EghtesadOnline: Uncontrolled instabilities in the economy, particularly in the rental housing market, are accelerating Iran’s descent into a new form of feudalism, Nasser Zakeri, an economic analyst, says in a write-up for the Persian daily Shargh. A translation of the text follows:
Official statistics show 26.6% of Iranian households lived in rented homes in the fiscal 2011-12. The figure increased to 30.7% in the fiscal 2016-17 and those in charge recently put the percentage of those living in rented places at 40%.
These figures do not indicate the financial status of households or the rate of homeownership because despite having their own residential property, a small number of people prefer to rent a place in another neighborhood for economic or social reasons. The method of calculating the percentage of renters and its accuracy, announced by former deputy minister of roads and urban development, is questionable. However, these figures reveal the extent of the housing problem: A large number of households are deprived of having a suitable house and this group is getting bigger by the day; the growth rate in the number of tenants is also increasing.
Nothing good has happened over the past few decades to make it easier for families to have a secure housing; in fact, all developments have made it increasingly difficult for people to get access to housing.
Expert studies will give us the actual number of households without long-term accommodation, which figures will be more alarming than those pertaining to the fiscal 2016-17. The absence of accurate and reliable information on the number of renters indicates the insignificance of this issue for policymakers.
The Right to Living
Comparing the share of rent in Iran with other countries, especially developed ones, cannot be informative since members of each society have different perspectives toward housing.
For example, in an economically stable country, some citizens may not be keen on purchasing a home, as they prefer to spend their money on other things.
But in Iran, housing is considered the top fundamental need; even if a person does not need housing, they would invest savings in real-estate.
Here, owning a residential property is like having the right to living and having an identity. Therefore, housing cannot be considered a choice.
With such a perspective, a large number of people who don’t own a place gradually come to believe that the existing social and economic order does not provide them with the right to life.
Given the present state of the economy and the reign of double-digit inflation, social inequality is increasing by the day. Inflation makes the low-income individuals and the middle class poorer.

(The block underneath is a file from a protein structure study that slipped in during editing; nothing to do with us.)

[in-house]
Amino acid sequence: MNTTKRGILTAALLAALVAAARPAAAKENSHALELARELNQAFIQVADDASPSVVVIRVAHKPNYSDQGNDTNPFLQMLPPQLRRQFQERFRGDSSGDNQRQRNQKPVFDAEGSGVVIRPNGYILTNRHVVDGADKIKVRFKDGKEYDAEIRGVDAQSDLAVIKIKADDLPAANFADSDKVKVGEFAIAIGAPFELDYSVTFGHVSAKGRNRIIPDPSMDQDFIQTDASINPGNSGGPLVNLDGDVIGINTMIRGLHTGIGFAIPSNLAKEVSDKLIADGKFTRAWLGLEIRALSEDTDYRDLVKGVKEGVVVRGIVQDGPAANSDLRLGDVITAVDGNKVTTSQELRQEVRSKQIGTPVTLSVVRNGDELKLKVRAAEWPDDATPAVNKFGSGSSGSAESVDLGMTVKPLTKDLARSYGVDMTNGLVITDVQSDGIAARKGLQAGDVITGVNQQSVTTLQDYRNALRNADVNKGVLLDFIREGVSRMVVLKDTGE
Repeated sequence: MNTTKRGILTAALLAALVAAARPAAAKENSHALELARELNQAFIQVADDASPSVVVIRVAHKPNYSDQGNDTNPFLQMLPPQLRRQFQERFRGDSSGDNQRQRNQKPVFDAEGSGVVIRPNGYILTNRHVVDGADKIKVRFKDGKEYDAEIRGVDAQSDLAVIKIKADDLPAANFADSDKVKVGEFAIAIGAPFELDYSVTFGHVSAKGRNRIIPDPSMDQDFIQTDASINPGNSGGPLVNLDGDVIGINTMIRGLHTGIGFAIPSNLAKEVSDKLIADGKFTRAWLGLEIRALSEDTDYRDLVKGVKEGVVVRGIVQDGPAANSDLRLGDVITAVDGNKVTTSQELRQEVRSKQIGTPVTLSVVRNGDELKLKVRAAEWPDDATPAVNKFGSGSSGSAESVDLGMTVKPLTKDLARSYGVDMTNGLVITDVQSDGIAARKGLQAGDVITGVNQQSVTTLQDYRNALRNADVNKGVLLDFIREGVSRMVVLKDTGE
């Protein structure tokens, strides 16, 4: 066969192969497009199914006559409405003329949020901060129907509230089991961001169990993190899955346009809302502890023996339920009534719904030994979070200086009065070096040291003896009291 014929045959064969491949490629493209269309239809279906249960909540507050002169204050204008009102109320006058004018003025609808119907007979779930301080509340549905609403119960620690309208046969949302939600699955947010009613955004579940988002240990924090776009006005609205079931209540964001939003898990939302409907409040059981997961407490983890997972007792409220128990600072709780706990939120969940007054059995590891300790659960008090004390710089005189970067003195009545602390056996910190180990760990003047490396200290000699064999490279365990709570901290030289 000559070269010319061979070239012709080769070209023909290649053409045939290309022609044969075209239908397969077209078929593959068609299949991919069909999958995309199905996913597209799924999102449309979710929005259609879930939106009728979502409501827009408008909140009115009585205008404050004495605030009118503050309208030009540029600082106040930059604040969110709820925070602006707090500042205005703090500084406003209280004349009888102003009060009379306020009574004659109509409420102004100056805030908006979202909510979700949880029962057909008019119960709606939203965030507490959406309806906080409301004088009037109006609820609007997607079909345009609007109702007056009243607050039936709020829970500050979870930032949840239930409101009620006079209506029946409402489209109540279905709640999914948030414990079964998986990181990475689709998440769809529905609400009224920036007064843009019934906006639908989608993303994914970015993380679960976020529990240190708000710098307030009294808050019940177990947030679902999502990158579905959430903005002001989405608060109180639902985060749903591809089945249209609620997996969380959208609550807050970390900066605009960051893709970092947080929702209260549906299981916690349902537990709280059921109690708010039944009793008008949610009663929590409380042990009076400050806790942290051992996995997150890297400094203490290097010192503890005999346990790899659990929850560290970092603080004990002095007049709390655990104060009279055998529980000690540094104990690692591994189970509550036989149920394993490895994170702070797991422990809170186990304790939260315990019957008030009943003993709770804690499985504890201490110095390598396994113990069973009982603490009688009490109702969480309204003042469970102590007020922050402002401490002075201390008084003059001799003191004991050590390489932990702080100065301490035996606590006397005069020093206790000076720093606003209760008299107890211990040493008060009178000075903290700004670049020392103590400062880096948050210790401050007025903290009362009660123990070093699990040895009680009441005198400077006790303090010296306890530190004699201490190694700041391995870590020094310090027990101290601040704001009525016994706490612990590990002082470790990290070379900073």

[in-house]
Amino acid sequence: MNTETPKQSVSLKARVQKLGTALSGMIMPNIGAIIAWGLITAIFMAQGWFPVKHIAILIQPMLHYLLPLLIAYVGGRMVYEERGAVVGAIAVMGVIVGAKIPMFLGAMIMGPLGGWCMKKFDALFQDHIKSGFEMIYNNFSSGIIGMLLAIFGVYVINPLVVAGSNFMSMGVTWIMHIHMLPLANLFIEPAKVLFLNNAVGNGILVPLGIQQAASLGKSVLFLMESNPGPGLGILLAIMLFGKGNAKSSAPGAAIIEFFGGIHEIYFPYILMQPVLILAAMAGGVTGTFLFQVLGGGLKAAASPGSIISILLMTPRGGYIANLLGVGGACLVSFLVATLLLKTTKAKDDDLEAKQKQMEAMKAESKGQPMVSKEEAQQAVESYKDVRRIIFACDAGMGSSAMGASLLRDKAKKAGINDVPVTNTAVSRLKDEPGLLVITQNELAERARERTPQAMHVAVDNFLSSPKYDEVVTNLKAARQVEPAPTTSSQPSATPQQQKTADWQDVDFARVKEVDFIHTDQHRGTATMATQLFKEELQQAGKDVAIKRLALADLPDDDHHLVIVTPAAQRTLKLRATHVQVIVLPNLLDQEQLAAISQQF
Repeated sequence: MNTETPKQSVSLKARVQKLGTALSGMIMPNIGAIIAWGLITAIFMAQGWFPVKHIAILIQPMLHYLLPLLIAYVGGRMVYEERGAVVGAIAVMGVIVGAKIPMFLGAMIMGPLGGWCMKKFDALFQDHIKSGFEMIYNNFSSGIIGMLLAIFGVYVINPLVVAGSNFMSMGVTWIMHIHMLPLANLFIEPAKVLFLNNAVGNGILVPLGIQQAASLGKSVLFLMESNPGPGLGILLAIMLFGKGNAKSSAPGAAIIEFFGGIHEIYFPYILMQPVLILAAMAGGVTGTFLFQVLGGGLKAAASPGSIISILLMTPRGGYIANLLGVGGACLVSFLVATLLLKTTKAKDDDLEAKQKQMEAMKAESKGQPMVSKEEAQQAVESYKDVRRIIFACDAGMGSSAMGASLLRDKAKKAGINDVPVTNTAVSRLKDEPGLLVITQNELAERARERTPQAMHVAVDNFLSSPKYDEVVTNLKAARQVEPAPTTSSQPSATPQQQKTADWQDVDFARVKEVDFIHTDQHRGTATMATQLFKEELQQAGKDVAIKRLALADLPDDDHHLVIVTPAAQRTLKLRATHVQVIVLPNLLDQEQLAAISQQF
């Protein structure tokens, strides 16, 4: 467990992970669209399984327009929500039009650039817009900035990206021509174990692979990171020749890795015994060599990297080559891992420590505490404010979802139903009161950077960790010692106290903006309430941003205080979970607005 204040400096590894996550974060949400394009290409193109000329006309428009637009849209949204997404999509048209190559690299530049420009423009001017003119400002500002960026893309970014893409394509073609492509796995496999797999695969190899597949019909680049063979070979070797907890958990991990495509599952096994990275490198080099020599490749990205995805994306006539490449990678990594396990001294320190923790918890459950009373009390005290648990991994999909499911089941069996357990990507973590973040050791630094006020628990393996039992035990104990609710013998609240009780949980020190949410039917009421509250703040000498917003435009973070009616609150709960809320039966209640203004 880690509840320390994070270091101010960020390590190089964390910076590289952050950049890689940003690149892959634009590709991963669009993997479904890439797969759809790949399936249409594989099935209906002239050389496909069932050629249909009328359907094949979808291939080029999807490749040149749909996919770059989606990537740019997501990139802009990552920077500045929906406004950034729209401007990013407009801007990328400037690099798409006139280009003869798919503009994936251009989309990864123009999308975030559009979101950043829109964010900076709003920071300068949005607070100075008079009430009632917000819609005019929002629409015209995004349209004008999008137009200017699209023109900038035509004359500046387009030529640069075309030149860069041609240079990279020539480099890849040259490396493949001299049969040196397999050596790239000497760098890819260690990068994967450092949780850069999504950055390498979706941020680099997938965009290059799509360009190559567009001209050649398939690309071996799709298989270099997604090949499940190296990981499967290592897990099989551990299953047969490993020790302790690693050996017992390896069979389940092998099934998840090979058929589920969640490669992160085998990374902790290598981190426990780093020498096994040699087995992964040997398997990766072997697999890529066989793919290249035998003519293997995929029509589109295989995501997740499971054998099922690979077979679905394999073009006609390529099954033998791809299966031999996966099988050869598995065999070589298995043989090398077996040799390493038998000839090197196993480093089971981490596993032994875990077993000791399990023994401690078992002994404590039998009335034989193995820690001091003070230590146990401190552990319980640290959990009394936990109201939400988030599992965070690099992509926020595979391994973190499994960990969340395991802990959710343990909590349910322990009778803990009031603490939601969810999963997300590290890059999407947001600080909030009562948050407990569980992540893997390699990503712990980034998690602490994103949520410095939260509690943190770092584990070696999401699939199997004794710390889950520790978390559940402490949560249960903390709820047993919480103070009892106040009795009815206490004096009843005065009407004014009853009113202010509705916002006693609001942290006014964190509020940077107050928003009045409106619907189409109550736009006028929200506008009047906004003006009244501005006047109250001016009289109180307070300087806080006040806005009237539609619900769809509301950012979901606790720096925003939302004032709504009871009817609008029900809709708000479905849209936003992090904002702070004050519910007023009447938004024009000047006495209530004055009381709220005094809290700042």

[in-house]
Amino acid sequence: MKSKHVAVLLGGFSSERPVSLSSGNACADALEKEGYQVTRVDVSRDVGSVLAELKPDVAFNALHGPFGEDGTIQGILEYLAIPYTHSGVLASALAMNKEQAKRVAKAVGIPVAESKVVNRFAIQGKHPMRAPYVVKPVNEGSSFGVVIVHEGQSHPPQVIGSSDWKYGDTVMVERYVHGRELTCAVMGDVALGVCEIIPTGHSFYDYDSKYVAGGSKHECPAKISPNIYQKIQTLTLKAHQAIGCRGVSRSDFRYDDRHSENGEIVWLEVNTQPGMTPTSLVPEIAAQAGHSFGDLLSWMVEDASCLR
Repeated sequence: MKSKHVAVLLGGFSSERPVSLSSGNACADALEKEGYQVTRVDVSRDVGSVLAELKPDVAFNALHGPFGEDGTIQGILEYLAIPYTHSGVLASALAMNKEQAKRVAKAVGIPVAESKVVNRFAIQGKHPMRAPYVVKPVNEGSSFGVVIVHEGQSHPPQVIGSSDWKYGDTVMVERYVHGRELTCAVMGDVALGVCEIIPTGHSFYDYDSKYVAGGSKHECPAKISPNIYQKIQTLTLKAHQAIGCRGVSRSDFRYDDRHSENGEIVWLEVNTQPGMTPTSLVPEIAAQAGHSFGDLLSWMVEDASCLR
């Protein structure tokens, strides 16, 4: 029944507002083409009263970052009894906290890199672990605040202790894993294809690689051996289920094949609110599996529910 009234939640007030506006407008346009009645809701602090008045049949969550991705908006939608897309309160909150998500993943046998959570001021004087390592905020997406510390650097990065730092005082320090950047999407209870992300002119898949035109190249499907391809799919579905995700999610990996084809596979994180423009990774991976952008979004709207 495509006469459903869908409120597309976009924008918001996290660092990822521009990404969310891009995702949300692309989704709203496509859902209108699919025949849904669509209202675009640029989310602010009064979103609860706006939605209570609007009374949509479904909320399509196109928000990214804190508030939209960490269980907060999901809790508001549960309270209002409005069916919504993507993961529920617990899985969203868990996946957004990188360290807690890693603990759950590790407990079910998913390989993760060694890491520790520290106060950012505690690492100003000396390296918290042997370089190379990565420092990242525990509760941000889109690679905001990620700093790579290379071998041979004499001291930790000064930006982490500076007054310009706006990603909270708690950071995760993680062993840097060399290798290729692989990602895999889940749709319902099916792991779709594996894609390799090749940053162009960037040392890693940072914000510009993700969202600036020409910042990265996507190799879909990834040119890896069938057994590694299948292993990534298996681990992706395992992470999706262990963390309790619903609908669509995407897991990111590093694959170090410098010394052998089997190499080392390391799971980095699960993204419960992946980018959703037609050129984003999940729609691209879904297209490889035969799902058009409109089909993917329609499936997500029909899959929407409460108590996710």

The government is inadvertently fanning the flames of poverty by increasing the money supply and taxing the middle class.
Social inequality manifests itself best when it comes to homeownership. The Iranian society is now divided into two groups: the group owning the place they live in and the group that either has no property at all or if they do, it does not meet their needs.
Regrettably, economic and social developments of the past few decades have led to a worrying enlargement of the second group. There is no hope that the future direction of the economy would improve the situation of the second group.
A New Version of Feudal System
In other words, if the government fails to intervene, the situation will get worse and we’ll see a new feudal system.
Seventy years ago, landlords owned agricultural lands and farmers had to give them a significant portion of their annual income to secure the permission to work and provide for their families.
The new feudal system is based on the ownership of urban lands. The renters have to give a significant part of their income to the new masters to secure the right to live in residential units.
The increase in the number of tenants should raise the alarm for the economy, but the state officials seem reluctant to pay attention.
Short-term strategies employed by governments can only slow the pace of austerity; even this perception is questionable because theoretical studies show many of these policies can backfire and worsen the situation.
A telling example of such counter-productive policies is the former government’s failure to regulate the market by setting a ceiling on rent increases.
To save the country from falling into a modern feudal system and pervasive underdevelopment, the government needs to avoid employing tools such as raising the ceiling on home loans or launching mass housing projects in the suburbs. Rather, it needs to reevaluate the state of real-estate market.
As long as trade of urban residential properties is regarded as ‘investment’, wealthy people will be attracted to the real-estate market instead of the stock exchange market or manufacturing sector.
Secondly, the pits of poverty will grow deeper with the gradual increase in the prices of urban properties; the rise in rents does not allow people to save even to buy cheap homes built by the government.